Saturday, 11 March 2017

Fairy Lands Forlorn

Charmed magic casements, opening on the foam
Of perilous seas in fairy lands forlorn.
-copied from here.

I want to see:

a moving picture of the view through such a magic casement;

a narrative written with the skills of a Poul Anderson about a voyage across perilous seas in fairy lands forlorn.

A "magic" casement might be located in our world but show a view in another world. The narrative would have to retain a sense of magic, peril and the "forlorn" until the last page. "...fairy lands..." suggests not just one Fairyland but a world with several countries and sea voyages between them.

In CS Lewis' The Voyage Of The Dawn Treader, the children go not through a casement but into a picture.


Sean M. Brooks said...

Kaor, Paul!

This blog piece of yours caused me to exhume from my moldering heaps of SF books my copy of WHERE DO WE GO FROM HERE?, edited by Isaac Asimov (Doubleday, 1971). Because it contains a story by Robert Heinlein called "--And He Built A Crooked House--" (1941). The story is about how a house was built and somehow became a four dimensional tesseract where at different windows you can see different worlds or universes. Btw, a four dimensional tesseract is, according to Asimov, impossible in our three dimensional world.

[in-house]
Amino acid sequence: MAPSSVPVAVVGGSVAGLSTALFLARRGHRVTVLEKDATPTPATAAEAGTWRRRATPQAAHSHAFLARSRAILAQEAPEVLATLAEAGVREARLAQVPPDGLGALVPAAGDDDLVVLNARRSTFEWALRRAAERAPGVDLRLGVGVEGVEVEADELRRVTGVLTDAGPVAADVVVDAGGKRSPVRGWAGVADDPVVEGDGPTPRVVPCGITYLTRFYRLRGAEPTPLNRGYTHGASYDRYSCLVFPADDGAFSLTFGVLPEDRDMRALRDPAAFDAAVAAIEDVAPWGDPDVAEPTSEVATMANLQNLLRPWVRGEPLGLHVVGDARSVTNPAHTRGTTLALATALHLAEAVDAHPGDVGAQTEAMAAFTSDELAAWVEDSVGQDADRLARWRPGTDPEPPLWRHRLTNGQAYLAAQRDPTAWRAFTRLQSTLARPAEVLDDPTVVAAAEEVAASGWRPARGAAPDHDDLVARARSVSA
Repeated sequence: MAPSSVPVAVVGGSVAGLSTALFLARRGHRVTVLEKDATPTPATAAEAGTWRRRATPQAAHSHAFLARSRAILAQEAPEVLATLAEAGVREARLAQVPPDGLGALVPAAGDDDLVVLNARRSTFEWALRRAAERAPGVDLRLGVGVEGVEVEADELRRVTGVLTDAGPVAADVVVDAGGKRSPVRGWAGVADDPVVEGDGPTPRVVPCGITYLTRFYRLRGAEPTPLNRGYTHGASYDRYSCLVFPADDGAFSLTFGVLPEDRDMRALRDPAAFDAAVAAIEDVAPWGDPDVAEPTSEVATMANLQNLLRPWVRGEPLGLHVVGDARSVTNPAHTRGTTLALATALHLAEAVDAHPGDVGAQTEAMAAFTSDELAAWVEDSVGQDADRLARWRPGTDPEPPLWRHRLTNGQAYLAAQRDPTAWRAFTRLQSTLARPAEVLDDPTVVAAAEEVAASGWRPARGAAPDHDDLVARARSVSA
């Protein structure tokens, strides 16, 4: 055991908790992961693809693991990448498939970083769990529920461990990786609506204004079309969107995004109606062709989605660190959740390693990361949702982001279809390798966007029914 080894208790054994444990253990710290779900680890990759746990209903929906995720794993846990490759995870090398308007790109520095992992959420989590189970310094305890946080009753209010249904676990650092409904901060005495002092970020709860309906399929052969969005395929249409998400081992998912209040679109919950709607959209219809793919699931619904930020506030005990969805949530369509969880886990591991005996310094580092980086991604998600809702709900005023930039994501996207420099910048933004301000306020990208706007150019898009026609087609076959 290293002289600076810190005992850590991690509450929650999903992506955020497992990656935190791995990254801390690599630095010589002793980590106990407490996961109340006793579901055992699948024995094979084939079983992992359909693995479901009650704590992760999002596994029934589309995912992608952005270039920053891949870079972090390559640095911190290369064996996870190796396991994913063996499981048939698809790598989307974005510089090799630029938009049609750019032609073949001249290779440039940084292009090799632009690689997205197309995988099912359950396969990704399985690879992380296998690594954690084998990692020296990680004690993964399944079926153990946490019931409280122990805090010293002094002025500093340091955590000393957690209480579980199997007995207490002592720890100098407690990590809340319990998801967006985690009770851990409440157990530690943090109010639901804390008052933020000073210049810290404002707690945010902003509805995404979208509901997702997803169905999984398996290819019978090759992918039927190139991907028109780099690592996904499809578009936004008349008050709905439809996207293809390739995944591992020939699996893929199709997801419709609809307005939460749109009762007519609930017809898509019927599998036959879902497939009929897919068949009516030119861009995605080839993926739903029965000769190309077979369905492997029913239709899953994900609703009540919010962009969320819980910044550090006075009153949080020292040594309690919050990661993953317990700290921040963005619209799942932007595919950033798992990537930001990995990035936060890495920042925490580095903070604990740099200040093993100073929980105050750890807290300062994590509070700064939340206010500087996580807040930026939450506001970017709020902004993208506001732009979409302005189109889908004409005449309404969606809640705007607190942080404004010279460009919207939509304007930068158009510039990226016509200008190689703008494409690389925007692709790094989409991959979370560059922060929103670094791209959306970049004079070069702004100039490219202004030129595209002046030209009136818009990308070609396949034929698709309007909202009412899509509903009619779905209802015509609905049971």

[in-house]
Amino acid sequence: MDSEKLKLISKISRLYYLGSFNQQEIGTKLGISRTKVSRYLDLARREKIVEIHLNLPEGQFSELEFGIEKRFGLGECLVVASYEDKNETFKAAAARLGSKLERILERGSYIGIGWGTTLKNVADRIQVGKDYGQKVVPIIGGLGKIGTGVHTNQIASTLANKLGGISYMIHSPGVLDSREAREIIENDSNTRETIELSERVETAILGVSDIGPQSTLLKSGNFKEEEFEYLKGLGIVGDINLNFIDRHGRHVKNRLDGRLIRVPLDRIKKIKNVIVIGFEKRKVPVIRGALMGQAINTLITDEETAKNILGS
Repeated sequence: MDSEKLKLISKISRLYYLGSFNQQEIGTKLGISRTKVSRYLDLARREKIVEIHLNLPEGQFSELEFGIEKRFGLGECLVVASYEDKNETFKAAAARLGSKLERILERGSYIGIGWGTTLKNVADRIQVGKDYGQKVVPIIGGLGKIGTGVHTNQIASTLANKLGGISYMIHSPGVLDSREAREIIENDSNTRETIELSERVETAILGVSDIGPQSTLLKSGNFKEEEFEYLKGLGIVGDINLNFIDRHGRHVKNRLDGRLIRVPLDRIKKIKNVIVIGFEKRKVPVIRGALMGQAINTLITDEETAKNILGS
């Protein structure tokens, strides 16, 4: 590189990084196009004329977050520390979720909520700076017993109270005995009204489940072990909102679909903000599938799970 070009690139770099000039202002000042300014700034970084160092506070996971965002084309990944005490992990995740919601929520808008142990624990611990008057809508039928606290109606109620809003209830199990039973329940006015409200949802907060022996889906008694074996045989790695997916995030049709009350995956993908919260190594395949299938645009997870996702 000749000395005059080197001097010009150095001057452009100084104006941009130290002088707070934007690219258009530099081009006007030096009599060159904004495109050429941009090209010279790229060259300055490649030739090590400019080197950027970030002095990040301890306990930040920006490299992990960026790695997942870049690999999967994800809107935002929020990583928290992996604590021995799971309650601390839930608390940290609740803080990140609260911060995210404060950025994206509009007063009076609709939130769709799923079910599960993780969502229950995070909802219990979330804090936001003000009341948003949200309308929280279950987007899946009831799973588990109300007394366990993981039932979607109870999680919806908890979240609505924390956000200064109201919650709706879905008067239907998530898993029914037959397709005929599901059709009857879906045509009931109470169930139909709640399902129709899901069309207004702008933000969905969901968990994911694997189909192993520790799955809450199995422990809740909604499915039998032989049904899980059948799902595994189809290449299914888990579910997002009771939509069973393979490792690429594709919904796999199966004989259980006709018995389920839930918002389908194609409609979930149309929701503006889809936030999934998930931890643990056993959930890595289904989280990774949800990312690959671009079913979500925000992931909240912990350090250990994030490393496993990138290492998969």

And this also reminded me of Sir Arthur Clark's famous Third Law: "Any sufficiently advanced technology is indistinguishable from magic." What might be discovered in the future that would look like magic to us? Maybe even a four dimensional tesseract in a three dimensional world?


Paul Shackley said...

The tesseract was unfolded into 3 dimensions but an earthquake jolted it into 4D. A cube unfolded into 2 dimensions would be 6 squares in the shape of a cross.

Sean M. Brooks said...

Kaor, Paul!

Correct! And I've wondered if it might be possible to travel to other universes by means of a four dimensional tesseract built in a three dimensional world. Assuming that is even possible, of course!

I'm glad you too have read Heinlein's "--And He Built A Crooked House--". Much better than his awful later works!